How a surprise deal to boost world oil supply could 'stir the pot' in the Middle East, and pressure Saudi's spare capacity

  • The U.S. and Saudi Arabia struck a side deal to boost oil supply by 2 million barrels per day, according to President Donald Trump.
  • Analysts say that deal could prove a challenge to Saudi's spare oil supply, and 'stir the pot' in the volatile Middle East.
  • In particular, Iran and Venezuela are both reeling economically, with Tehran feeling the bite of new sanctions.

Saudi Arabia's King Salman bin Abdulaziz Al Saud (2nd L) welcomes U.S. President Donald Trump to dance with a sword during a welcome ceremony at Al Murabba Palace in Riyadh, Saudi Arabia May 20, 2017.
Jonathan Ernst | Reuters
Saudi Arabia's King Salman bin Abdulaziz Al Saud (2nd L) welcomes U.S. President Donald Trump to dance with a sword during a welcome ceremony at Al Murabba Palace in Riyadh, Saudi Arabia May 20, 2017.

An impromptu agreement between the United States and Saudi Arabia to add more supply to increasingly tight oil markets is perceived as a test of the kingdom’s ability to pump more crude — and could further antagonize Iran and Venezuela, as both countries grapple with deteriorating conditions in their respective economies.

Barely a week after OPEC's decision to ramp up oil supplies, President Donald Trump surprised the world on Saturday by announcing a new side agreement with the Saudis to compensate for supply shortages from crisis-hit producers, Iran and Venezuela. Both countries resisted the oil cartel's decision last month, even though OPEC demurred on how much it would boost supply.

The president and King Salman agreed that Saudi Arabia would add more output to a market that’s seen crude shoot to its highest level in more than 3 years above $74 per barrel.

According to Trump, the world’s 3rd largest oil producer will inject up to 2 million barrels a day to world oil markets — a figure Saudi officials did not immediately verify in a readout confirming the call between Trump and Salman. In a statement issued later in the day, the White House softened the 2 million barrel target, saying that Salman "affirmed" its spare capacity, "which it will prudently use if and when necessary" to smooth out oil markets.

Gas prices have risen in tandem with crude, ramping up political pressure on Trump as he fights a multi-front trade dispute that has roiled markets and threatens the global growth outlook.

Meanwhile, the US-Saudi deal represents a challenge to market fundamentals. If accurate, the 2 million barrel per day figure cited by Trump is the upper end of Saudi Arabia’s excess crude supply, which ranges between 1.5 million and 2 million, according to estimates from the Energy Information Administration.

“This is the biggest public test of Saudi’s spare capacity,” noted Helima Croft, global head of commodity strategy at RBC Capital.

Separately, the agreement is also fraught with geopolitical consequences. Iran — which along with Venezuela resisted OPEC’s deal to ramp up capacity — is being targeted with a new round of sanctions meant to squeeze Tehran for sowing instability in the Middle East.

Since last month, when Trump pulled out of the nuclear deal with Iran which lifted most sanctions in 2015, the rial currency has dropped up to 40 percent in value. That has prompted angry protests by bazaar traders usually loyal to the Islamist rulers.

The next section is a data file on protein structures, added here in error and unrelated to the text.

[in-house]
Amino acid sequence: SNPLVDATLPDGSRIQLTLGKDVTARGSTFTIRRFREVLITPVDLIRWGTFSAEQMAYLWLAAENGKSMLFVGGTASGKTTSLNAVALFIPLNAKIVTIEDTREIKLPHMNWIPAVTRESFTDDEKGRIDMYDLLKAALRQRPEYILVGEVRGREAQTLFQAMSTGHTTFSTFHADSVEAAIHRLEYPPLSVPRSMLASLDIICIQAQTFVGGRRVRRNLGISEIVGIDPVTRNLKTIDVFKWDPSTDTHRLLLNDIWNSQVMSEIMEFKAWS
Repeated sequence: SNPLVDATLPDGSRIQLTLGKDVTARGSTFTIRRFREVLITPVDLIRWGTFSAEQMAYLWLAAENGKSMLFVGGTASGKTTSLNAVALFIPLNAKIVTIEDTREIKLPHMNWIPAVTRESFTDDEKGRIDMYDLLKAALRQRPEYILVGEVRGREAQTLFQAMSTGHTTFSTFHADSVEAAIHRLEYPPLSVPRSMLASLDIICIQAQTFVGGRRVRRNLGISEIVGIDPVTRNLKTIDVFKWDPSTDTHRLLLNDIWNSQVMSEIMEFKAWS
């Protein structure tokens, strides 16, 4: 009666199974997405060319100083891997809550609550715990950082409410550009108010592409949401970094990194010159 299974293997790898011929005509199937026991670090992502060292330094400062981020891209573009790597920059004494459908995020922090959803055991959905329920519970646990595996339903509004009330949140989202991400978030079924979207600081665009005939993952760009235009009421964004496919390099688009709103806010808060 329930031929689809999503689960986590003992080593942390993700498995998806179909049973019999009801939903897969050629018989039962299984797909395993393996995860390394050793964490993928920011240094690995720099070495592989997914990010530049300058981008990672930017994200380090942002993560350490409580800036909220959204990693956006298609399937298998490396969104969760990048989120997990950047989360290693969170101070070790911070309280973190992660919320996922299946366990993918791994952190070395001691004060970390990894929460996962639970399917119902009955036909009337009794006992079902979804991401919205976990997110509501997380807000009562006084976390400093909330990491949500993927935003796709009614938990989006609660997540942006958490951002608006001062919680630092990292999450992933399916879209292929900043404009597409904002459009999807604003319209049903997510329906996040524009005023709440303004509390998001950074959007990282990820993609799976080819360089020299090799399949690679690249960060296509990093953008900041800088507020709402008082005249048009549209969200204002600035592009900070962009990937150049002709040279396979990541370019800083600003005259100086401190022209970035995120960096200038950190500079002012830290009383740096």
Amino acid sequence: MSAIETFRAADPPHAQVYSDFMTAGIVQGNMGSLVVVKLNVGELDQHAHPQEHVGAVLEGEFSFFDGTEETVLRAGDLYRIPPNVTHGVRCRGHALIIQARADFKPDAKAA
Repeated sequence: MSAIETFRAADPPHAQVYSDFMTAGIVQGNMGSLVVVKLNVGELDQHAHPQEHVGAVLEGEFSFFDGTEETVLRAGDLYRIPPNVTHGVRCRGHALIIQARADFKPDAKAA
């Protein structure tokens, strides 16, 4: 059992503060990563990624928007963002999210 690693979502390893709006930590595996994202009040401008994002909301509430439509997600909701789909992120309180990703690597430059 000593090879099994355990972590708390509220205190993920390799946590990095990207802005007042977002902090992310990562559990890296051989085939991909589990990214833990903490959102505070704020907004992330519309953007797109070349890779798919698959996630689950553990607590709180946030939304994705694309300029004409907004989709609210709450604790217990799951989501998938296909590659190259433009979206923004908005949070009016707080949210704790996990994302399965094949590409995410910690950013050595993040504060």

Indeed, John Kilduff of Again Capital, who also questioned Riyadh’s ability to pump that much additional oil, said the U.S.-Saudi accord would “most certainly anger the Iranians, who just left OPEC confab last week with an agreement that production would not be raised."

Given that Saudi Arabia had to cajole Iran and Venezuela to agree to an output boost last week, the new deal may be seen as “attempt to stir the pot in the Middle East,” Kilduff added.

“The Trump administration is pushing hard to squeeze and isolate Iran to the breaking point,” he said. “Don't be surprised if Iran ups the ante and starts to threaten shipping interests in the Strait of Hormuz as a counter measure.”

Saturday’s news underscored how politics are as decisive as economic fundamentals in determining oil supply. As relations between the U.S. and Russia – the world’s second largest crude producer— have hit a nadir, Saudi Arabia is a touchstone of America’s limited ability to exert influence over the oil cartel.

With world oil prices spiking, Russian and Saudi officials closed ranks at the OPEC meeting, declaring a willingness to stabilize oil prices by increasing supply.

“Riyadh and Moscow are calling the shots, being the largest producers with the capacity to adjust output readily and in size,” wrote Konstantinos Venetis, senior economist at research firm TS Lombard Research, in a note earlier this week. That position, however, isolated some OPEC countries eager to reap more revenue from higher prices.

As Iranian supply is squeezed by sanctions and Venezuela’s production hampered by a relentless deterioration in its economy, “Saudi Arabia with the [Gulf Cooperation Council Countries] and Russia are easily able to take up this kind of slack – Aramco alone has spare capacity of 2 million barrels per day, according to its CEO,” Venetis said, referring to Saudi’s massive public oil giant.

The impact of a deal between the U.S. and Saudi Arabia won’t be felt until oil begin trading early Monday. However, any relief in prices is likely to be short-lived, given that analysts believe the near-term risks are putting upward pressure on the market.

“We see the Trump administration taking advantage of any dip in oil prices to put additional pressure on Tehran, likely reducing downside risks to oil prices in the absence of a full blown trade war,” analysts at Bank of America said in a recent research note.

Correction: Saudi Arabia is the world's third largest oil producer.

--Reuters contributed to this article.